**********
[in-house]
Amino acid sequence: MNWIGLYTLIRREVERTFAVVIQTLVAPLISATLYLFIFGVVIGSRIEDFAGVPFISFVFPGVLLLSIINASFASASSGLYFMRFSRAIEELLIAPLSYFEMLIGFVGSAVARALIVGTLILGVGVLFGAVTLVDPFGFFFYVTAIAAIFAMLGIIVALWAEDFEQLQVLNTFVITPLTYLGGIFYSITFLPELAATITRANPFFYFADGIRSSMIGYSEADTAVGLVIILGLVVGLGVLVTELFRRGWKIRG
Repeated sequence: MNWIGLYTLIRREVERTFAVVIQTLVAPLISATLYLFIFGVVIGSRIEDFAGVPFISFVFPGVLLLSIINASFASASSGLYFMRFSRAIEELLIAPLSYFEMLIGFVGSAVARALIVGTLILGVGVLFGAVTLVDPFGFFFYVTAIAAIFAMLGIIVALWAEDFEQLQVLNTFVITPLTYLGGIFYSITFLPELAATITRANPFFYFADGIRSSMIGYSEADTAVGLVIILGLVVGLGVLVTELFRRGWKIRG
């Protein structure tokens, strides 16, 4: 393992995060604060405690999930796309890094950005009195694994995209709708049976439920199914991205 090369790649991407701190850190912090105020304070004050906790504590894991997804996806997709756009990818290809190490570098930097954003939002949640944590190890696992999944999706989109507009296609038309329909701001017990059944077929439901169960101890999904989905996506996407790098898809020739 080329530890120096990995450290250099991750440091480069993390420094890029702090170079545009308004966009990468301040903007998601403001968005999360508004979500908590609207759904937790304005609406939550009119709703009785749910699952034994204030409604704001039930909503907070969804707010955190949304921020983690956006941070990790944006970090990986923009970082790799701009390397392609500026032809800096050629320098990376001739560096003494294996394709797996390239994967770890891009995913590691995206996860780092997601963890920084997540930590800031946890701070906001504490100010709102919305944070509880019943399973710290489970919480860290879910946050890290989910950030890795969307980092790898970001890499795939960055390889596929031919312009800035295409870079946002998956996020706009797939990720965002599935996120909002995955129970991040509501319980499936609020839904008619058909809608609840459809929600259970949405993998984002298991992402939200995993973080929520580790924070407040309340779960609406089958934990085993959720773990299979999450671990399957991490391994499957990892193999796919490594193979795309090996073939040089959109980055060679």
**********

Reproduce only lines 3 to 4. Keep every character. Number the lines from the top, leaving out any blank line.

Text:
Repeated sequence: MNWIGLYTLIRREVERTFAVVIQTLVAPLISATLYLFIFGVVIGSRIEDFAGVPFISFVFPGVLLLSIINASFASASSGLYFMRFSRAIEELLIAPLSYFEMLIGFVGSAVARALIVGTLILGVGVLFGAVTLVDPFGFFFYVTAIAAIFAMLGIIVALWAEDFEQLQVLNTFVITPLTYLGGIFYSITFLPELAATITRANPFFYFADGIRSSMIGYSEADTAVGLVIILGLVVGLGVLVTELFRRGWKIRG
């Protein structure tokens, strides 16, 4: 393992995060604060405690999930796309890094950005009195694994995209709708049976439920199914991205 090369790649991407701190850190912090105020304070004050906790504590894991997804996806997709756009990818290809190490570098930097954003939002949640944590190890696992999944999706989109507009296609038309329909701001017990059944077929439901169960101890999904989905996506996407790098898809020739 080329530890120096990995450290250099991750440091480069993390420094890029702090170079545009308004966009990468301040903007998601403001968005999360508004979500908590609207759904937790304005609406939550009119709703009785749910699952034994204030409604704001039930909503907070969804707010955190949304921020983690956006941070990790944006970090990986923009970082790799701009390397392609500026032809800096050629320098990376001739560096003494294996394709797996390239994967770890891009995913590691995206996860780092997601963890920084997540930590800031946890701070906001504490100010709102919305944070509880019943399973710290489970919480860290879910946050890290989910950030890795969307980092790898970001890499795939960055390889596929031919312009800035295409870079946002998956996020706009797939990720965002599935996120909002995955129970991040509501319980499936609020839904008619058909809608609840459809929600259970949405993998984002298991992402939200995993973080929520580790924070407040309340779960609406089958934990085993959720773990299979999450671990399957991490391994499957990892193999796919490594193979795309090996073939040089959109980055060679």